​Pilipinas Shell Foundation, Inc. (PSFI) recently inaugurated the second site of its Access to Energy project under the Sustain, Invest, and Nurture Access to Green Energy (SINAG) Programme in Sitio Ligad, Barangay Teneguiban, El Nido, Palawan.

“At Shell, we are looking for sites that are impossible to be powered in the next five years due to the challenges of location and infrastructure,” said PSFI Programme Manager Marvi Trudeau. “We are here to help communities who are willing to help themselves toward progress.”


(From left) Mayor of El Nido Nieves Rosento, Shell Australia Distribution Information and Insights Expert Jenny Ling, PSFI Programme Manager Marvi Trudeau, and Western Command Deputy Commander Allan Ferdinand Cusi lead the inauguration of the SINAG Access to Energy project in Sitio Ligad, El Nido, Palawan.


Sitio Ligad is 273 kilometres away from Puerto Princesa City and can be reached after a 6.5-hour road trip and a 30-minute boat ride. It is isolated enough for Palawan’s power providers not to prioritise its electrification.

”I thought that Ligad will be left behind because it is too far. I could not believe that we will receive this blessing from Shell,” said Teneguiban Barangay Captain Allan Tanaleon.

SINAG aims to help small communities that are not yet connected to the main power grids, including indigenous coastal communities such as Ligad. Its pilot project was implemented last year in Sitio Kalakuasan, a remote tribal village in Puerto Princesa City, where a pico-hydro system backed up by solar hybrid and diesel generator was installed to generate three kilo-volt-ampere (kVA). It is now benefitting 36 Batak tribe households with a population of 249 individuals.

In Ligad, a higher-capacity system was built to provide 6kVA, 7kVA and 10kVA of electrical power through a mini-grid power system composed of wind turbine, solar, and diesel power, respectively. This provides an uninterrupted power supply to the community who will be responsible for its management and maintenance for its sustainability through the Ligad Electrical Association.

“Our system is mainly powered by a wind turbine backed up by solar and diesel generator,” explained SINAG Project Officer Yoyon Rebueno. “At times, when solar and wind are not available, the back-up diesel generator powers up to run the entire system. All of these processes happen seamlessly by automatically selecting which power source is available to fill the batteries.”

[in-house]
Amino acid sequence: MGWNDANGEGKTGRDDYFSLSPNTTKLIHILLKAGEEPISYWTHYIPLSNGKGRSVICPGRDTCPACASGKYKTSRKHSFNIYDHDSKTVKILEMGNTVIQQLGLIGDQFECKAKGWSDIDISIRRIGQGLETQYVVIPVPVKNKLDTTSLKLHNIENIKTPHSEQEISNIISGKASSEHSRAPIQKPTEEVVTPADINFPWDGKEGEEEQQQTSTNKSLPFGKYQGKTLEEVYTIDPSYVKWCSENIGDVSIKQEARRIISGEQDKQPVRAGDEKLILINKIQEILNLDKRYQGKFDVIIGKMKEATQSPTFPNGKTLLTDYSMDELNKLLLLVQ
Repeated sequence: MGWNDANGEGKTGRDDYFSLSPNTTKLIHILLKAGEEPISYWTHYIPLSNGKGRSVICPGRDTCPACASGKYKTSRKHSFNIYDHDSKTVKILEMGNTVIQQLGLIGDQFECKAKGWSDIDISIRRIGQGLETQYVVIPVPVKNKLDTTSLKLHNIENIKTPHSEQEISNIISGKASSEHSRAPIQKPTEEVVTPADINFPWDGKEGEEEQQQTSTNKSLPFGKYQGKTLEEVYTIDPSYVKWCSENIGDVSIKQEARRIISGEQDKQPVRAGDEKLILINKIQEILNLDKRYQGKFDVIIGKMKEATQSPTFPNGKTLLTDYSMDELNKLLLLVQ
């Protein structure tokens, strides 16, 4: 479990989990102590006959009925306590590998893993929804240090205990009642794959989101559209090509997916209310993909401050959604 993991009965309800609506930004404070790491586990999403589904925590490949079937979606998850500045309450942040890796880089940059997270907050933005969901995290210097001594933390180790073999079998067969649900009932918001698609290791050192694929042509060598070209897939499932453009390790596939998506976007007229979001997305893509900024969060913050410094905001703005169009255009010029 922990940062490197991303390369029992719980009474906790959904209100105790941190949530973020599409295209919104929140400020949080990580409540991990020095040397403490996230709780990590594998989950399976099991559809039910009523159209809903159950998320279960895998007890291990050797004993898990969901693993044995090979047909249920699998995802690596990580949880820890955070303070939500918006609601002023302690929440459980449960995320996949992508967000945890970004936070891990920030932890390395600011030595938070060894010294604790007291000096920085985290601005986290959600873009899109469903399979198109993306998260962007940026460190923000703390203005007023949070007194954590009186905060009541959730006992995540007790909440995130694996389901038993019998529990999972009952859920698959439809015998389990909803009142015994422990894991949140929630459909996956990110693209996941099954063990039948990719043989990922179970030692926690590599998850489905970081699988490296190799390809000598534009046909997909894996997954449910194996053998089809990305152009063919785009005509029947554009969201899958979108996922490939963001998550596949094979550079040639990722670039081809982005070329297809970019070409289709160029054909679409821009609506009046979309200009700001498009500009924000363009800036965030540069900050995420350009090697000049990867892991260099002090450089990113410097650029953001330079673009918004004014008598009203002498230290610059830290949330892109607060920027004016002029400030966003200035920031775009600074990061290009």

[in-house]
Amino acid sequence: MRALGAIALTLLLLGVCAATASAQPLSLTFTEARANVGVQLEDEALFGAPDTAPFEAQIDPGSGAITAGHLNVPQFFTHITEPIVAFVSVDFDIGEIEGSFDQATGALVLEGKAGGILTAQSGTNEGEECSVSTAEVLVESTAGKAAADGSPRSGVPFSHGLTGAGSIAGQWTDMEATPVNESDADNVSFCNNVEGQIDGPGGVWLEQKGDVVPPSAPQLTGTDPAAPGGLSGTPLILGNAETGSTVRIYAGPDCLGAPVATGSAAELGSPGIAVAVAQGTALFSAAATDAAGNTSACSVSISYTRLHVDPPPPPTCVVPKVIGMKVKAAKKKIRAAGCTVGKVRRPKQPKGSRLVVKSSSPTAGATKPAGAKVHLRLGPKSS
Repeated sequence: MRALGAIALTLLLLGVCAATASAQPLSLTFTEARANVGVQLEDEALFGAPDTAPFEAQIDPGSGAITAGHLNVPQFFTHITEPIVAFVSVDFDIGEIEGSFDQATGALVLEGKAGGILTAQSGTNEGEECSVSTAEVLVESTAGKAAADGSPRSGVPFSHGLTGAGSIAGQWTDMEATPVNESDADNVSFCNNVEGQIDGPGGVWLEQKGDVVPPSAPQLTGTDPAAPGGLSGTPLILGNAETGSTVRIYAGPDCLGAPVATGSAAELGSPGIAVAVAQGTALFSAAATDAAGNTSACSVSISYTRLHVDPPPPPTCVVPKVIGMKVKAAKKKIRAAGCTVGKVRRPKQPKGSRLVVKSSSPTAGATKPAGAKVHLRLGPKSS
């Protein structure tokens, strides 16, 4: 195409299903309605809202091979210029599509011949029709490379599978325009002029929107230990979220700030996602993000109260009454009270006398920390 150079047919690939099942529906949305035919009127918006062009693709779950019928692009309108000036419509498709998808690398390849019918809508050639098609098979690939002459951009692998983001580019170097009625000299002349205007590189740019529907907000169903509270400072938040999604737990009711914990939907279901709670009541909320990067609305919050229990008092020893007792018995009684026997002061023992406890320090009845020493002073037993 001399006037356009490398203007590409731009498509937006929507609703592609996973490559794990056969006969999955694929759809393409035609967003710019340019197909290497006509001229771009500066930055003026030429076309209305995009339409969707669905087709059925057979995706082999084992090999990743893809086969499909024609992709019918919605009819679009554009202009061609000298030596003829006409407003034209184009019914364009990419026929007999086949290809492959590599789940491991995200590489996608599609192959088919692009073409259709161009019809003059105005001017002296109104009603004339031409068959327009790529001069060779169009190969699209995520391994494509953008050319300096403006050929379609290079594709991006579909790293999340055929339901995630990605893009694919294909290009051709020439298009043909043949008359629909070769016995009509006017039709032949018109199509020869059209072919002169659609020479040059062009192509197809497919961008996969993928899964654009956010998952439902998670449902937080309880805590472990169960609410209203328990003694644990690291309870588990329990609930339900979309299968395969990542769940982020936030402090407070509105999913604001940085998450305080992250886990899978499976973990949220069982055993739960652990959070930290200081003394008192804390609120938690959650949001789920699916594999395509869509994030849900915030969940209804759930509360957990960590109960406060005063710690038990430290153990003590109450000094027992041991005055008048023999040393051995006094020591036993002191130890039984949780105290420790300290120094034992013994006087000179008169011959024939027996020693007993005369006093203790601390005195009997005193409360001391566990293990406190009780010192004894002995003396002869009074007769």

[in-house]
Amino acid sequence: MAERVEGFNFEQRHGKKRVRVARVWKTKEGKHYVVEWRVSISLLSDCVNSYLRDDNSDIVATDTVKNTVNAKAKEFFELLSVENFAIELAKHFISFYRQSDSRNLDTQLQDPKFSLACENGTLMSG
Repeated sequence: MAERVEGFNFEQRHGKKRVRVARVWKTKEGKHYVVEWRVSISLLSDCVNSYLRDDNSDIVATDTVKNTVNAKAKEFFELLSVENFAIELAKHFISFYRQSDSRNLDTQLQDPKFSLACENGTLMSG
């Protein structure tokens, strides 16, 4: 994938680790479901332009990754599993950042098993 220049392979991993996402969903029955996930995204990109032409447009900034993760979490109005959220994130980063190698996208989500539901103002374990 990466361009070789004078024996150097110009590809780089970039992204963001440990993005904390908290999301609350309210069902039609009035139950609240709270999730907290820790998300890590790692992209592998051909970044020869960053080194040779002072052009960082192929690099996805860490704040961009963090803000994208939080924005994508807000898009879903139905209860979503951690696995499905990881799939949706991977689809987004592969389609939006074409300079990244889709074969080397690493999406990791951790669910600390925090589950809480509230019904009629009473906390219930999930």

PSFI Programme Manager Marvi Trudeau (left) and El Nido Mayor Nieves Rosento (right) inaugurate the Access to Energy project marker together with special guests from the Department of Education, Joint Task Force Malampaya, Pilipinas Shell Petroleum Corporation, and the Local Government Unit of Barangay Teneguiban.


A total of 42 households comprising 169 individuals are now benefitting from the Access to Energy project in Ligad.

Department of Education Officer-in-Charge and Assistant Division Superintendent Roselyn Vicente said that they will include Ligad Elementary School in the Department Computerization Programme which aims to provide public schools with appropriate technologies that would enhance the teaching-learning process to meet the challenges of the 21st century.


Children gather near the newly installed wind turbine in Sitio Ligad, El Nido, Palawan. The mini-grid power system is composed of wind, solar, and diesel power that now provides the community with 24/7 access to free energy.


“This programme of PSFI is a testament that there are government and private institutions that love and care for the people who are living in far-flung areas,” said El Nido Mayor Nieves Rosento.

The Access to Energy project is implemented by PSFI in partnership with the Provincial Government of Palawan, Municipal Government of El Nido, Department of Education and the National Council for Indigenous Peoples. [Mitch Gimena]